Swapping the Jay Feather 24BH blue front cap LEDs with Amber – Part 2

In Part 1, I explained how to replace the two forward facing blue button LEDs with amber LEDs. In this post, I’ll explain how to replace the LED strips. Let’s get started!

Equipment used in this post:

I pulled the LED strips out of my Jay Feather to get an idea on how complex the re-install would be. What I discovered was promising. The LED strips on the 2021 Jay Feather 24BH were small, flexible PCB board strips slid into a light scattering white strip. The flexible white strip secured into the front cap mount using a tongue and groove approach.

I measured the length of the LED strip and headed on over to BoogeyLights to order the size needed for my install. The two light kits that came close to my install were a 42-LED strip at 27.75 inches and a 39-LED strip at 25.75″. I needed a 26″ strip so I ordered the longer version and cut three LEDs off which I’ll show below.

When I initially ordered the strip, I ordered the black PCB version with a “smoke” tint. When the unit arrived, the tint was clear and not smoke. I called BoogeyLights customer service and they confirmed that smoke was not available for the amber strip and corrected the issue on their website. In hindsight, had I known smoke wasn’t available, I would have ordered a white PCB version to match the travel trailer. I’m still happy with the result. BoogeyLights also sells multi-colored LED strips and controllers which would require additional setup and install. I really wanted to go multi-color, but I had no desire to deconstruct the end cap or interior wall behind the end cap.

Some other options on the strip that I ordered:

  • 42 LED – 27.75″ strip
  • Amber LEDs
  • Smoke tint (have to select clear by default)
  • 2 power leads (positive and negative)
  • Default power lead length
  • PCB color black (would have chosen white)
  • No controller option (going for plug and play)
  • No adhesion promoter
  • Quantity 2

Once the new strips arrived, I bench tested both strips using a 9 volt battery per their instructions and as a best practice. I had one LED that was bad and BoogeyLights overnighted a new unit to me. I tested the lights a second time before install.

I carefully removed the existing factory LED strips and the silicone(?) “goop” that was covering the drill hole for the power wires.

Here is where it got a bit tricky. Unlike the button LEDs at the bottom, the strip LEDs had a tiny hole through the front cap. I couldn’t add butt crimps or wire splices to the new lights so I went the route of solder. I was extra careful to pop the soldered connection off of the existing strip.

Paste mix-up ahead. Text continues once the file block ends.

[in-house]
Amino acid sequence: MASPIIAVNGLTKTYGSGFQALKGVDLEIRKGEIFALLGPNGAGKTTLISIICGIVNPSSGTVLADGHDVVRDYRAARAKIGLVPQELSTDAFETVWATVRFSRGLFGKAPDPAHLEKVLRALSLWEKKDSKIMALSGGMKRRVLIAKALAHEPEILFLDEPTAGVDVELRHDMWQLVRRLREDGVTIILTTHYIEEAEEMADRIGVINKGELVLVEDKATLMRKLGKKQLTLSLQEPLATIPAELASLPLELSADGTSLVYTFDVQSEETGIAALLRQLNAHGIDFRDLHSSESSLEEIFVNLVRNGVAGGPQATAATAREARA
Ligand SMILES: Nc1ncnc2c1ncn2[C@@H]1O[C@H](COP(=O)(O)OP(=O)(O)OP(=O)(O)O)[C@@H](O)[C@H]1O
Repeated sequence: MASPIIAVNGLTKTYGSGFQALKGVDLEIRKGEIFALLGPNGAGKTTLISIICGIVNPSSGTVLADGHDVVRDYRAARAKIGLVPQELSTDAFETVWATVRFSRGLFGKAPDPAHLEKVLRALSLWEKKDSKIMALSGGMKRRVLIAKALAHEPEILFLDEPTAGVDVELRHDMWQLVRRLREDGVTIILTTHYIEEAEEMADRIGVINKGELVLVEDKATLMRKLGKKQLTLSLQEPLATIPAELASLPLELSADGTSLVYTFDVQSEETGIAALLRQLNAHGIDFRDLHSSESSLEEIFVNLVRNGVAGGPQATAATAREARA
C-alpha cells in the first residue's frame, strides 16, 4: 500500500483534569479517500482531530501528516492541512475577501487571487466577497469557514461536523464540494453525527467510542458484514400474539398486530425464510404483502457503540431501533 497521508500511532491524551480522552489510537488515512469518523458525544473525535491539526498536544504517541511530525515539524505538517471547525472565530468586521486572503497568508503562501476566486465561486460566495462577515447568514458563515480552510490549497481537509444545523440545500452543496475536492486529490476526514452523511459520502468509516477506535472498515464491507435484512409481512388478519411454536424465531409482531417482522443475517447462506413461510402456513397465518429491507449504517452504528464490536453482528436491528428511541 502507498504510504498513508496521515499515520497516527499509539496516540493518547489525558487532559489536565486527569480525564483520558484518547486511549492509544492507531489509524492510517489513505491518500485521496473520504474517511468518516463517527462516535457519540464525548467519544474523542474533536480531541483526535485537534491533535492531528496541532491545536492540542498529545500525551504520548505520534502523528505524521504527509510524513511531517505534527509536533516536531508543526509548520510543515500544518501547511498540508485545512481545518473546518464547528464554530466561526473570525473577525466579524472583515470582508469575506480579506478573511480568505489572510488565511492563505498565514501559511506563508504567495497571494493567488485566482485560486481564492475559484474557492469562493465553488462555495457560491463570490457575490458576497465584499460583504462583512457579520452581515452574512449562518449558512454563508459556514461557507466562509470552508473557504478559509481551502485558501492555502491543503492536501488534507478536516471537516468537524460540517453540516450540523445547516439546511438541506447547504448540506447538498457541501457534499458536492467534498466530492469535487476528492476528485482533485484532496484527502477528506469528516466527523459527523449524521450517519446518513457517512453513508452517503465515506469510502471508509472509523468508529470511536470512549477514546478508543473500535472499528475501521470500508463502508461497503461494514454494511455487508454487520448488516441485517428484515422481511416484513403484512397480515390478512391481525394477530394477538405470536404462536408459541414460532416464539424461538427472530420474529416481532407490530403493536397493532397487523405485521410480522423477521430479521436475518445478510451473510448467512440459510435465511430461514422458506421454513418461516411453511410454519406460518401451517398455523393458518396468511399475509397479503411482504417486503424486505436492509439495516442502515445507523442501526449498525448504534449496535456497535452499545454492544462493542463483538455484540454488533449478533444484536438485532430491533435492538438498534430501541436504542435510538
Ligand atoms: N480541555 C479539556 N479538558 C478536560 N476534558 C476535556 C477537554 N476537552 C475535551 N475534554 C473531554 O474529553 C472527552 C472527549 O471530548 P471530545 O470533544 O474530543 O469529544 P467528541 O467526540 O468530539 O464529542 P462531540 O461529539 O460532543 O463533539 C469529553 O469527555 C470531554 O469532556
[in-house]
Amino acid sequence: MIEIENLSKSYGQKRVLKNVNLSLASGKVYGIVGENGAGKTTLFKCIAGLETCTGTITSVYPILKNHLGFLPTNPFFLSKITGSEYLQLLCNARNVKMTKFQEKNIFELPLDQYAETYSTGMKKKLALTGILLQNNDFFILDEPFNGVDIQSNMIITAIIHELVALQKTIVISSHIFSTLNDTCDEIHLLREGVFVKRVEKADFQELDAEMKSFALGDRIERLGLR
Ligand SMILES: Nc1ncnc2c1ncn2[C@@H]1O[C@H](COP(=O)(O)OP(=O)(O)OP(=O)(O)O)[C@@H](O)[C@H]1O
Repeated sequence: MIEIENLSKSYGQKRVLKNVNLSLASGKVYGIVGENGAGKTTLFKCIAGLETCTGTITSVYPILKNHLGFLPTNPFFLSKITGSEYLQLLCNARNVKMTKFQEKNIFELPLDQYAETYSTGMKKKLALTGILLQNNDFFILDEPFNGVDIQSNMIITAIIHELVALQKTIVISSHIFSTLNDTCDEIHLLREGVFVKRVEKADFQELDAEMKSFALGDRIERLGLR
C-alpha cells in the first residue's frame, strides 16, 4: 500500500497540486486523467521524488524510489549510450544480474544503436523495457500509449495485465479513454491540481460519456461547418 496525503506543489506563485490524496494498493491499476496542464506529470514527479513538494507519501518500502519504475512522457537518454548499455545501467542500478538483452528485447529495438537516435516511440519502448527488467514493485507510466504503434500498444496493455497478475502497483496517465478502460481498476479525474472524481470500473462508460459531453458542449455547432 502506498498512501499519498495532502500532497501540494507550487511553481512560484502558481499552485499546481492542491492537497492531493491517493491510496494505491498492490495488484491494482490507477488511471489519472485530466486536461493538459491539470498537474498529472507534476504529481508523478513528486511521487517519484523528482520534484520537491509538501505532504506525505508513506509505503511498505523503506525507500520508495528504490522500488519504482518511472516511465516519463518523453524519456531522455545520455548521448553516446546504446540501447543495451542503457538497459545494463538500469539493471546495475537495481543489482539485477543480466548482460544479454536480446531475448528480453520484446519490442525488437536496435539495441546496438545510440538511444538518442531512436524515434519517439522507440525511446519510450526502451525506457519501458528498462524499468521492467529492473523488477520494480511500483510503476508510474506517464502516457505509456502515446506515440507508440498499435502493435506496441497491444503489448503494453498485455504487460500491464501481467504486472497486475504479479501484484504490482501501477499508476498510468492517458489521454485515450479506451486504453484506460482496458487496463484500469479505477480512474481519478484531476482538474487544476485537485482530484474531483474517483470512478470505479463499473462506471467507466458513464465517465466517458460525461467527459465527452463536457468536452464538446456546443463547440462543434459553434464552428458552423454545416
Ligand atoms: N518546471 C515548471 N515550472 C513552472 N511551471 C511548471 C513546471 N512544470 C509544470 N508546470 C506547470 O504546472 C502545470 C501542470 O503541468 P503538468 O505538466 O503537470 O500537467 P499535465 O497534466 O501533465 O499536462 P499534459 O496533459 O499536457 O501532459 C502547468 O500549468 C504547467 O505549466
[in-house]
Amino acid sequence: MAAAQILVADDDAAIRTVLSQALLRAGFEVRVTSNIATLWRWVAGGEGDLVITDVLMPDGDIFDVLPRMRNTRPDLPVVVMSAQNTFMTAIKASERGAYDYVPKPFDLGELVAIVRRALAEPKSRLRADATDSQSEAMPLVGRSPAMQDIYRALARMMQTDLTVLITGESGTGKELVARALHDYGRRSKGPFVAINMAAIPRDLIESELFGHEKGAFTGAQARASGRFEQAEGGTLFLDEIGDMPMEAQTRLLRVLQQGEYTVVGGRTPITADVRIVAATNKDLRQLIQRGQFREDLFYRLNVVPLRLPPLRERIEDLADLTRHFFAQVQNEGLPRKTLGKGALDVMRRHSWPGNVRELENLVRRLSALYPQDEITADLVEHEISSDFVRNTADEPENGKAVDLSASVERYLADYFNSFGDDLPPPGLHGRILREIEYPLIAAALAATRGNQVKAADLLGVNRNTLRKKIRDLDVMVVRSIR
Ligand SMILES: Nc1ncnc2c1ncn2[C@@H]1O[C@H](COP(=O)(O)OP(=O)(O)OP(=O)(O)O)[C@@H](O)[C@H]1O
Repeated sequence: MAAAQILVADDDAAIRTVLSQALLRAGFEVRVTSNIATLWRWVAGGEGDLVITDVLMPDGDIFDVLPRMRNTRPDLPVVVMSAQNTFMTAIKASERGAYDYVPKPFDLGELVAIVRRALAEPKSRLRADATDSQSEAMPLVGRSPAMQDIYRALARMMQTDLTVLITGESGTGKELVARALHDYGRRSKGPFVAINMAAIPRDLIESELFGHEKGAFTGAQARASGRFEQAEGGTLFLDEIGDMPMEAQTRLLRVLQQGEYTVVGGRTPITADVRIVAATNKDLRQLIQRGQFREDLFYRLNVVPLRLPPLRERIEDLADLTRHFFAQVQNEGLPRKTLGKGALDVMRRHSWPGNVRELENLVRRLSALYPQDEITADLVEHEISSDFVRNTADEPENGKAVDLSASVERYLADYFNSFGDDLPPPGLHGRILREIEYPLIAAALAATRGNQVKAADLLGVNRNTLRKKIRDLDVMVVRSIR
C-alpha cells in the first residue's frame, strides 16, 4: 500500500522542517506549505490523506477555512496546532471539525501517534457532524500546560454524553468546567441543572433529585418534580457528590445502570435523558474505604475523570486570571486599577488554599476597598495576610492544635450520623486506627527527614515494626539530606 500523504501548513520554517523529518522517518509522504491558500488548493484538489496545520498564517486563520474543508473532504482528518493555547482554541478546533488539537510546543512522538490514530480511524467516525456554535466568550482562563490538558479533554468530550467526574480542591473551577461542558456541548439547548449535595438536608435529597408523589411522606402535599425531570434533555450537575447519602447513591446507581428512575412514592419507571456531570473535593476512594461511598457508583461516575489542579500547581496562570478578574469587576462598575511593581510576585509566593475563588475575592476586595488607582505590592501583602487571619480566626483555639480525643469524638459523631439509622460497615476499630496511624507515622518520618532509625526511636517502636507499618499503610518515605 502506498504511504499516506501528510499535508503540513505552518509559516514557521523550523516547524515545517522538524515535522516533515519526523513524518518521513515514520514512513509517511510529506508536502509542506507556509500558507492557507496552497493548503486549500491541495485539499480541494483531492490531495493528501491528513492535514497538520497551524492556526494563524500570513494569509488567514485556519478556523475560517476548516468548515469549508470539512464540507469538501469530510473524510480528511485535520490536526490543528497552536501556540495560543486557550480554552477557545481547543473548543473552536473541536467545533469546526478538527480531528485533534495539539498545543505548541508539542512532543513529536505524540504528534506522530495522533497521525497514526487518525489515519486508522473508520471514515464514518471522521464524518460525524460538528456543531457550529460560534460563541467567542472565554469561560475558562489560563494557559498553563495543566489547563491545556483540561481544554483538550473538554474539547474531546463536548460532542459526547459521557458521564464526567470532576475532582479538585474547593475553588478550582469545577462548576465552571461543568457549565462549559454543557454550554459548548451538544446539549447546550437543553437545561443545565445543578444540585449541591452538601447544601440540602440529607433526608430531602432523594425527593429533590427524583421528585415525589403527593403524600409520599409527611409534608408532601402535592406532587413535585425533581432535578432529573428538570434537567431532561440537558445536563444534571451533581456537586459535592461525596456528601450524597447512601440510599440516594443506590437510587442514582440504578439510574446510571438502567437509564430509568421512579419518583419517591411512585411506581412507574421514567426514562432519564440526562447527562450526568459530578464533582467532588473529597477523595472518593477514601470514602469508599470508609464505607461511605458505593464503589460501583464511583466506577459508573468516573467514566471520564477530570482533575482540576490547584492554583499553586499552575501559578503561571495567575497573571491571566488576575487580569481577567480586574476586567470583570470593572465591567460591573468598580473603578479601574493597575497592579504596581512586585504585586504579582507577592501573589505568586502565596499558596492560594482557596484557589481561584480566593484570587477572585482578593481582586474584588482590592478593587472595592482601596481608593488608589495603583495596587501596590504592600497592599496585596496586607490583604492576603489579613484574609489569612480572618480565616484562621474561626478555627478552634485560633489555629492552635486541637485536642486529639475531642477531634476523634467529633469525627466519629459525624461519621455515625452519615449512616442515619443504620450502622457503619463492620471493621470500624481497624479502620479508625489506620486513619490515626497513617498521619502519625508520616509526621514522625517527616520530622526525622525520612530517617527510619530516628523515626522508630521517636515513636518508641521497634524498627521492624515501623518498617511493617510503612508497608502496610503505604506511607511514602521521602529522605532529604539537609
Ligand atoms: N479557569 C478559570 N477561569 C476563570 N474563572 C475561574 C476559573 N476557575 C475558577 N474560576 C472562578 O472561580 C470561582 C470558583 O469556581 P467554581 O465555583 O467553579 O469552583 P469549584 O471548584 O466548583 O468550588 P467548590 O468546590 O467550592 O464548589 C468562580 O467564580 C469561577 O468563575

Back to the workshop. I knew I had to trim the new LED strip and, from dry fitting, I knew that the factory “BoogeyLight” rubber cover on the end would need to be removed for fitness and to access the PCB board for soldering.

When you shorten these strips, you want to cut where the sections are connected (the copper or silver colored junctions). Don’t cut in any random place.

Once I shortened the strip, I slid the supplied clear heat shrink tube on the end. I filled the end with hot glue, let it cool to the touch, then used a heat gun to shrink the tube. This gave me a watertight connection and a nice, clean appearance.

Once I finished with capping the end, I tested for functionality.

On to the install!

I cleaned the tray with an alcohol prep pad. This removed any grime and oils left behind and would help the 3M adhesive stick.

I left the 3M adhesive unexposed and installed the strip. This is a second dry fit test with a power check. I carefully connected the positive and negative leads and powered up the strip. Extra bonus: the BoogeyLight strip fits snugly into the groove of the factory wiring tray which means the strip will be secured via the 3M adhesive and by locking in place.

Look at that terrible goop. I couldn’t get it fully removed.

Once I was satisfied with the fit, I lifted the strip out of the tray, removed the red adhesive protector, and firmly pressed the strip in place this time permanently securing the strip to the tray.

I don’t have any soldering pics because I was too busy holding the soldering gun, flat blade screw driver, and solder spool. I do have this pic of the exposed PCB board next to the BoogeyLight rubber cover that I had to remove. You can see on the top strip where the positive wire (three exposed R G B ends) and the negative wire (single end at the top) would be connected.

 

When you solder LED strips, or any small electrical component, you have to find the exact balance between heat and time. Too much heat and time and you’ll end up de-soldering the factory connection on the new strip (not good!). Too little heat and time and you won’t have a solid connection. It isn’t rocket science, but it does take patience and a steady hand. I could have used wire splices if I had a few tiny ones in my inventory, but I went the solder route for stability and appearance.

I took a step back and powered on the new strip next to the old strip. Really happy with the new look.

I repeated the process on the other side of the travel trailer. Once I made all my connections, I powered on and tested for functionality. Then I used clear silicon to seal up the hole and exposed soldered ends and let that dry for a bit.

All in all, this probably took me about 1 1/2 hours. I didn’t want to rush it and I dry fit and tested multiple times before I was sure I wanted to go a particular route.

The wife and I are happy with the finished result. Look for us driving down the highway as I haven’t see any other 24BH owners with non-blue front cap LEDs.

Share your thoughts

This site uses Akismet to reduce spam. Learn how your comment data is processed.